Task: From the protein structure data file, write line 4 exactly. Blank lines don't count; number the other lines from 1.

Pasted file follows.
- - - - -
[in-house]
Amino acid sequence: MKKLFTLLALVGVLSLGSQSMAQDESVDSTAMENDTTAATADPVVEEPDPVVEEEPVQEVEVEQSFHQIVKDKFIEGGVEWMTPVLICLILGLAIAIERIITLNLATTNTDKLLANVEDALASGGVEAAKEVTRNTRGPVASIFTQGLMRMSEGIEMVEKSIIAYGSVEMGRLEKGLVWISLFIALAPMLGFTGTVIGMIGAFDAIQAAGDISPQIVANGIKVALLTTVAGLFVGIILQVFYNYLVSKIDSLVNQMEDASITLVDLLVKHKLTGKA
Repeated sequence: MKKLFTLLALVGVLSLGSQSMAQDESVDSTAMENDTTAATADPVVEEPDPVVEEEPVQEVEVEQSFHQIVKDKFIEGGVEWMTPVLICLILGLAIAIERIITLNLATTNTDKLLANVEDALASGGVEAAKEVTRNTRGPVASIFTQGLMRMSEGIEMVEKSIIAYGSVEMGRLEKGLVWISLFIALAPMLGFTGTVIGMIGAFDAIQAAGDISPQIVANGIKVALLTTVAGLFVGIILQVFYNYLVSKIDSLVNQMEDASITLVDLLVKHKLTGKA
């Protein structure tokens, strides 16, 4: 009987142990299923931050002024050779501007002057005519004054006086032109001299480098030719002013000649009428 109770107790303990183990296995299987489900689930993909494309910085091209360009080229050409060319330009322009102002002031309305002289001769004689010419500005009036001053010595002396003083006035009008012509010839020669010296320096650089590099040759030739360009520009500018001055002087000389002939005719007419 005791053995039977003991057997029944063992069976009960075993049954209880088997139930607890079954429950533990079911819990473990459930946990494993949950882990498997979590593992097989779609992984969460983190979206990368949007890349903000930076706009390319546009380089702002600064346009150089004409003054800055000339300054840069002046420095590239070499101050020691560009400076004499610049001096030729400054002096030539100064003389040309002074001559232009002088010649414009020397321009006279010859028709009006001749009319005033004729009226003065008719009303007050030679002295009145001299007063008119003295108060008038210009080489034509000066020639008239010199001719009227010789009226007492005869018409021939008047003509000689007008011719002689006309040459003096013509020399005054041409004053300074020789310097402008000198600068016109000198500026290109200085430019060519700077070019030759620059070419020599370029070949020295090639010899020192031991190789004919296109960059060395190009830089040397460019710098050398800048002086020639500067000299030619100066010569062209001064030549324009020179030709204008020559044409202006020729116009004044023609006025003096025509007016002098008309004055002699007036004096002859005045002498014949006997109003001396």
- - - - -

């Protein structure tokens, strides 16, 4: 009987142990299923931050002024050779501007002057005519004054006086032109001299480098030719002013000649009428 109770107790303990183990296995299987489900689930993909494309910085091209360009080229050409060319330009322009102002002031309305002289001769004689010419500005009036001053010595002396003083006035009008012509010839020669010296320096650089590099040759030739360009520009500018001055002087000389002939005719007419 005791053995039977003991057997029944063992069976009960075993049954209880088997139930607890079954429950533990079911819990473990459930946990494993949950882990498997979590593992097989779609992984969460983190979206990368949007890349903000930076706009390319546009380089702002600064346009150089004409003054800055000339300054840069002046420095590239070499101050020691560009400076004499610049001096030729400054002096030539100064003389040309002074001559232009002088010649414009020397321009006279010859028709009006001749009319005033004729009226003065008719009303007050030679002295009145001299007063008119003295108060008038210009080489034509000066020639008239010199001719009227010789009226007492005869018409021939008047003509000689007008011719002689006309040459003096013509020399005054041409004053300074020789310097402008000198600068016109000198500026290109200085430019060519700077070019030759620059070419020599370029070949020295090639010899020192031991190789004919296109960059060395190009830089040397460019710098050398800048002086020639500067000299030619100066010569062209001064030549324009020179030709204008020559044409202006020729116009004044023609006025003096025509007016002098008309004055002699007036004096002859005045002498014949006997109003001396």